Wick Communications

‘God is getting an earful today’

In Writing on 12 Mar 2010 at 11:02 am

I’ve said it before. I’m saying it now. I’ll say it again some day real soon. Read Dave Kindred. If you forget the kids at school, if dinner is nothing but yesterday’s lunch heated, if the laundry remains an amorphous lump on the bedroom floor, make time to read Kindred.

These days, Kindred is on the board of the National Sports Journalism Center at Indiana University. But he’s been a sportswriter and columnist at the Washington Post and the Atlanta Journal-Constitution, to name just two fine papers. He’s won a Red Smith Award for lifetime achievement in sports journalism and that’s really all you need to know.

You can find all his columns/essays for the Indiana organization here. I guarantee that if you read them all you will be a better writer by roughly 32 percent. He inspires by example and points to some amazing journalism to boot, such as Jim Murray’s lead on the day noted baseball loudmouth Casey Stengal died: “Well, God is getting an earful today.”

With Kindred, as with Murray, it was never about sports. Not really. It’s about people…

Kindred extols the power of such short, telling ledes, the secrets behind deadline writing (I particularly like the suggestion that you make cacophony your friend… I too like to write to loud music), and gives 50 tips for sports journalists, all of them gems.

I am reasonably confident, if you asked him, his No. 1 tip for writers is to be good readers. Do yourself a favor. Go by your local library and thumb through a Runyon or a Plimpton or a Kindred. Your readers will be glad you did.


  1. I kind of have to disagree, mostly because I like to disagree. Not real familiar with Kindred, but Murray and the like seemed to diverge from sports for the sake of being folksy and, in turn, for the sake of dumbing things down. Such charms have blazed the way for the Denver Post’s Woody Paige, Ray Romano’s fictional TV character and other mildly mentally retarded sportswriting that tries to seperate itself from the equally MMR infotainment of ESPN and the Internet by making it all about people.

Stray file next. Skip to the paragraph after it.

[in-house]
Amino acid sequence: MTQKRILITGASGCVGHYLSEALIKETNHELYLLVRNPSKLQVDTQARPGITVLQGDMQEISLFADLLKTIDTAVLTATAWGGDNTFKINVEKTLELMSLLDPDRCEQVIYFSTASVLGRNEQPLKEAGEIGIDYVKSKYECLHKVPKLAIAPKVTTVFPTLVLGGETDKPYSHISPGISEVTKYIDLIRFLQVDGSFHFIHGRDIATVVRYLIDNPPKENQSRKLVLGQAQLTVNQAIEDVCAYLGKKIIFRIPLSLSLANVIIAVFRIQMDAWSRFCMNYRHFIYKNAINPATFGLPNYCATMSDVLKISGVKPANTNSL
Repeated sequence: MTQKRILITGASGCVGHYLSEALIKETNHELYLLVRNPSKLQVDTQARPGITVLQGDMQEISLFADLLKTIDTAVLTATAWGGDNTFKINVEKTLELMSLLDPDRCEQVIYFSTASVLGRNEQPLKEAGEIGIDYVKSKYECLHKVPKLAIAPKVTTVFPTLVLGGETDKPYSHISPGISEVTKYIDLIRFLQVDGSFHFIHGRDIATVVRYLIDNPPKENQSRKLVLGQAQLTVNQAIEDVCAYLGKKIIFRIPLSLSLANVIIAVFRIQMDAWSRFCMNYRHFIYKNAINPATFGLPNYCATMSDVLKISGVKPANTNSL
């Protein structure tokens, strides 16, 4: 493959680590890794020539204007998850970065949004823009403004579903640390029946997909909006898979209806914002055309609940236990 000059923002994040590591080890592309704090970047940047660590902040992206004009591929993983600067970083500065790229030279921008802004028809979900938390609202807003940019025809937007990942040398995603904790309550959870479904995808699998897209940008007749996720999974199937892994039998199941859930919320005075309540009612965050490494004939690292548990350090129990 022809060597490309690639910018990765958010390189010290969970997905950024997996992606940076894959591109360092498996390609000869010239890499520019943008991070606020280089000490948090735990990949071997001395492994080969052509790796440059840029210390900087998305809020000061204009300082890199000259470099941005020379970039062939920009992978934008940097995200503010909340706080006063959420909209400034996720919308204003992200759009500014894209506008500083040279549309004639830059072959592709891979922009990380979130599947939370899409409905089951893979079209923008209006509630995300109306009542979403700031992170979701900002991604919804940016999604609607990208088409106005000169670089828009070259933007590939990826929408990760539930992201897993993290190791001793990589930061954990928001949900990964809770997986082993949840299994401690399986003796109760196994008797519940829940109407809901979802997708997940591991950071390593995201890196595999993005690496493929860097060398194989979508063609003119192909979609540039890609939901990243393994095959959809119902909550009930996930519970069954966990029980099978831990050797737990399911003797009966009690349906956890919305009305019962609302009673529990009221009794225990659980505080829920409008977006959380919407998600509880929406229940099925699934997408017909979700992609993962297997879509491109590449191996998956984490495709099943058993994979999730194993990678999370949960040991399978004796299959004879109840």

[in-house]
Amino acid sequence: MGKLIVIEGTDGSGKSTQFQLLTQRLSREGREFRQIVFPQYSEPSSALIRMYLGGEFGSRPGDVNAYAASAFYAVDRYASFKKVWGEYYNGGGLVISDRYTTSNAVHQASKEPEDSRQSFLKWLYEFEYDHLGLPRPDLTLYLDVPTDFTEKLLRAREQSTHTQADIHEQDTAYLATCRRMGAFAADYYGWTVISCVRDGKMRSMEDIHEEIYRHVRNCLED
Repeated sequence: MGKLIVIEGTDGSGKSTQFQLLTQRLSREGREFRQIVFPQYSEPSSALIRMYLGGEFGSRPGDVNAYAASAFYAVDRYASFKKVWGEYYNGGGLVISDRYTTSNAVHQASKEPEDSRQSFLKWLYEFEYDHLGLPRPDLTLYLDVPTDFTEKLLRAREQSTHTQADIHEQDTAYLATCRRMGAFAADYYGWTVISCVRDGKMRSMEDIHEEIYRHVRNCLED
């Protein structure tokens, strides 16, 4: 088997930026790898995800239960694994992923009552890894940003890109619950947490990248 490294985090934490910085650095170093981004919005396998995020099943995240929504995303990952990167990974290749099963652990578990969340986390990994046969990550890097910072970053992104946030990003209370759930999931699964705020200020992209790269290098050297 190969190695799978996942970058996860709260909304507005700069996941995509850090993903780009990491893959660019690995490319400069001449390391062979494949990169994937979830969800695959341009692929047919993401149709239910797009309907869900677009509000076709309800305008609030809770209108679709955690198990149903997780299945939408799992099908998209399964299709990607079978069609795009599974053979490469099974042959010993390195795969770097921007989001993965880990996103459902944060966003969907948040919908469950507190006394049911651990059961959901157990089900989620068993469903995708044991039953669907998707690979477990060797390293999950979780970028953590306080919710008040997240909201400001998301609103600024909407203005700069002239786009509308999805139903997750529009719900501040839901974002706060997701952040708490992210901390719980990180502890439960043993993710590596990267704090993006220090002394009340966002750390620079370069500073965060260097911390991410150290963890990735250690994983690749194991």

Cheap trick sez I.

  2. Matt, I don’t know how you could read Kindred or Murray and come away thinking they have dumbed down anything. (Paige is sort of another matter. While I kind of like him too, he’s more of a pontificator than any sort of reporter.)
    But to each his own. All I ask is that you read them. You don’t have to like it. Reading good writing is like drinking your milk that way. The mere fact that you’ve read enough of these guys to form an opinion is really important. So thanks for reading.
    Here is another pretty good one writing about the end of Jim Murray’s life:

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